Unknown quantity

 作者:徐孔     |      日期:2019-03-08 02:12:00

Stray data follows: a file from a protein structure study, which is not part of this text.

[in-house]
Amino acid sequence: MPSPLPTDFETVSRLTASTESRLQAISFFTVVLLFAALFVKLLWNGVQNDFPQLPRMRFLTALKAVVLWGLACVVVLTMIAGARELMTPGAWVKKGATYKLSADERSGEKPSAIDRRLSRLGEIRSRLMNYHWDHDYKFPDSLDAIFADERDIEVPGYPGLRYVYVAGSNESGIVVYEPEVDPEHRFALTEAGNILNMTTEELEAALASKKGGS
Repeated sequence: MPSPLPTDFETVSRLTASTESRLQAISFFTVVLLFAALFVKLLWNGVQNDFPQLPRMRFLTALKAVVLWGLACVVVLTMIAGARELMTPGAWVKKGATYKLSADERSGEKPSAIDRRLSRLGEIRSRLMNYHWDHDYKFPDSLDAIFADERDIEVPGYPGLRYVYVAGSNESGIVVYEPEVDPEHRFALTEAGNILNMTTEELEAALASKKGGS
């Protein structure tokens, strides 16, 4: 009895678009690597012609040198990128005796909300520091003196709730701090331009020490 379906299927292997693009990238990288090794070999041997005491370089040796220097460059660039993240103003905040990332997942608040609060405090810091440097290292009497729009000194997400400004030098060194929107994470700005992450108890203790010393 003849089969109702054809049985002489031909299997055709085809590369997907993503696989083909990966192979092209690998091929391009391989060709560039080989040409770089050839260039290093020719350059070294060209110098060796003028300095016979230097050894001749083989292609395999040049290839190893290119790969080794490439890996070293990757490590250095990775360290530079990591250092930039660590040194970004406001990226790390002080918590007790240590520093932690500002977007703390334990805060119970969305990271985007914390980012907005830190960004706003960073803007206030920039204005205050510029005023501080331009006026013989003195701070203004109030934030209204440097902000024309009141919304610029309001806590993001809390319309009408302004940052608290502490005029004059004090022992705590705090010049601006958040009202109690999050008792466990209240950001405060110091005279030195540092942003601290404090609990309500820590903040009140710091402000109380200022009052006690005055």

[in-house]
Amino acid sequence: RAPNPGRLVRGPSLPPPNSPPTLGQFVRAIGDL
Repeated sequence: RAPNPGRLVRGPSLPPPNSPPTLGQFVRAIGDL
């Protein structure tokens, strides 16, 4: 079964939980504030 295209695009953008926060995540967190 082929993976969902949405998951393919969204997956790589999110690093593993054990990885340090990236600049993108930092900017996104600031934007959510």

By Nell Boyce in Washington DC IN 1794, a Royal Navy squadron set sail with enough raw lemon juice to last a 23-week voyage. The Admiralty had finally got round to testing the ideas of the Scottish surgeon James Lind, who had discovered in 1747 that citrus fruits can stave off scurvy. The experiment proved so successful that the Admiralty made its ships carry supplies of citrus fruit, and British sailors quickly became known as “limeys” because of their lime juice ration. Scientists realised for the first time that the body needed essential trace nutrients that later came to be called vitamins. Two hundred years later, just about the only thing scientists know for sure about vitamin C is that 60 milligrams a day will prevent scurvy. Nevertheless, many people pop pills containing thousands of milligrams, hoping to prevent cancers or ward off the common cold. Linus Pauling, the Nobel prizewinner who in his old age extolled the benefits of vitamin C, reportedly stirred 18 grams into his daily orange juice. He lived to the ripe old age of 93. Last April, however, researchers at the University of Leicester reported that a supplement of as little as 500 milligrams of vitamin C a day may produce free radicals, which can damage DNA and cause cancer (Nature, vol 392, p 559). Although this study was widely criticised for being flawed, it highlights a growing worry about high doses of vitamins. Long regarded as worthless but harmless, megadoses have come under heightened scrutiny after two large studies showed that beta-carotene can increase the risk of cancer. Many European countries have already laid down maximum limits for vitamin tablets that are sold to the public and last year the European Commission issued a discussion document on the maximum safe levels. But what should be the maximum limit? There is a lack of hard data. The studies that have been carried out frequently contradict each other. And the public likes its vitamins. In Britain last year the government proposed limiting the intake of vitamin B6 by banning the sale of tablets containing more than 10 milligrams, because of worries that high doses could cause nerve damage. But women who take up to 200 milligrams as a diuretic to relieve premenstrual syndrome reacted with dismay and forced the government to back down in July last year. The Ministry of Agriculture, Fisheries and Food’s advisory group on vitamins and minerals is now considering whether to recommend maximum doses for vitamin supplements. The US Institute of Medicine is due to issue a report this autumn recommending intakes of antioxidants, including vitamin C, vitamin E and beta-carotene. Antioxidants can neutralise free radicals and they have been touted as cure-alls for a whole range of diseases. But the evidence for the beneficial effects of antioxidants is ambiguous. One study, conducted by the National Cancer Institute in the US and Finland’s National Public Health Institute, tested the hypothesis that antioxidants would help to prevent cancer in smokers. The researchers recruited 29 000 male Finnish smokers, dividing them into four groups. From 1985 to 1993, one group was given a daily pill with 50 milligrams of alpha-tocopherol (a form of vitamin E), one group took 20 milligrams of beta-carotene, one group took both vitamins, and the rest took a placebo. To the researchers’ horror, the risk of cancer among the group on the beta-carotene supplement increased by 16 per cent (The New England Journal of Medicine, vol 330, p 1029). “It was a huge shocker to the whole field,” says Susan Taylor Mayne of Yale University. Further analysis of the data showed that heavy smokers and people who drank alcohol seemed worst affected. This theory gained support from a second long-term trial, led by Gilbert Omenn of the Fred Hutchinson Cancer Research Center in Seattle. Omenn and his colleagues looked at 18 000 American men and women at risk of lung cancer (The New England Journal of Medicine, vol 334, p 1150). Smokers, former smokers and workers exposed to asbestos took either a placebo or supplements of vitamin A and beta-carotene for an average of four years. The researchers stopped the study in January 1996 because the group on supplements had a 28 per cent higher incidence of lung cancer (see Diagram). The investigators could not explain the findings, which they described as “troubling”. Mayne believes that oxidising gases in cigarette smoke may degrade beta-carotene and produce harmful byproducts in the lung. “I’m concerned about all of these nutrients that people go out and take in massive doses. These nutrients may have adverse effects,” she says. But John Hathcock of the Council for Responsible Nutrition in Washington DC, which represents the manufacturers of supplements, argues that “Beta-carotene is safe for everyone except long-term smokers who smoke while they are taking beta-carotene.” He says: “If we had taken that policy thirty years ago, we would have missed out on vitamin E,” he argues. Several large studies have recently suggested that large doses of vitamin E can prevent deaths from cardiovascular disease. In one study, researchers at the Harvard School of Public Health in Boston asked around 40 000 male doctors about their usual daily intake of nutrients. After four years of follow-up, they found fewer instances of coronary disease in those taking vitamin E supplements of between 60 and 100 milligrams (The New England Journal of Medicine, vol 328, p 1450). Scientists think that vitamin E prevents free radicals from oxidising low-density lipoprotein (LDL), which contributes to heart disease. But too much vitamin E can also promote bleeding. “Some of the large studies have seen a modest increase in haemorrhagic stroke,” says Manfred Steiner of the East Carolina University School of Medicine in Greenville, North Carolina. “I feel uncomfortable that people can go to a drug store and get free access to vitamin E in any dosage they want.” Some doctors prescribe as much as 400 milligrams to prevent a second heart attack. But experts advising the French government recommend a maximum limit for vitamin E of 40 milligrams a day, because of the risk of strokes among people taking more than 50 milligrams a day. Often the very medical condition that seems to require a supplement can make a vitamin dangerous. Alcoholics suffer from a deficiency of vitamin A, for example. So Charles Lieber of the Mount Sinai School of Medicine in New York considered supplementing their diet with beta-carotene, a precursor of vitamin A. But his studies showed that alcohol also hinders the conversion of beta-carotene to vitamin A, and high blood levels of beta-carotene can damage the liver. Lieber believes it is time to set maximum limits for supplements. “It’s useful in the sense that people will be more aware that they can’t just take these things,” he says. “In our society,